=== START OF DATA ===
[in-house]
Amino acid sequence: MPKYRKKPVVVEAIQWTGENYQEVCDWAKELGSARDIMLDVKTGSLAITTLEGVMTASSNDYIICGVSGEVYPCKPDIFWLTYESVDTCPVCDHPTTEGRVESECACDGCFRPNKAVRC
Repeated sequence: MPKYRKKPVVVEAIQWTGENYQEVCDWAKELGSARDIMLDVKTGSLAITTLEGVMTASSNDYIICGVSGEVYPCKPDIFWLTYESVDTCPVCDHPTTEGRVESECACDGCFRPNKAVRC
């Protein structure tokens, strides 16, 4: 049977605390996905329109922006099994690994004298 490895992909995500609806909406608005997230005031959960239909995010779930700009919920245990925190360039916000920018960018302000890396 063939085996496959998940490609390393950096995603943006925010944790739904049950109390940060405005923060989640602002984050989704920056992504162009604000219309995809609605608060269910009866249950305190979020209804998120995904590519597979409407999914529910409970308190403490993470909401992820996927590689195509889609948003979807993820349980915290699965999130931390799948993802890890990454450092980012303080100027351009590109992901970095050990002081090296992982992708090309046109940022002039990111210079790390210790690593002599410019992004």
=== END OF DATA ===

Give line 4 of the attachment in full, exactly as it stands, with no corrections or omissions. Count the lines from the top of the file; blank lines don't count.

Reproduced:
């Protein structure tokens, strides 16, 4: 049977605390996905329109922006099994690994004298 490895992909995500609806909406608005997230005031959960239909995010779930700009919920245990925190360039916000920018960018302000890396 063939085996496959998940490609390393950096995603943006925010944790739904049950109390940060405005923060989640602002984050989704920056992504162009604000219309995809609605608060269910009866249950305190979020209804998120995904590519597979409407999914529910409970308190403490993470909401992820996927590689195509889609948003979807993820349980915290699965999130931390799948993802890890990454450092980012303080100027351009590109992901970095050990002081090296992982992708090309046109940022002039990111210079790390210790690593002599410019992004």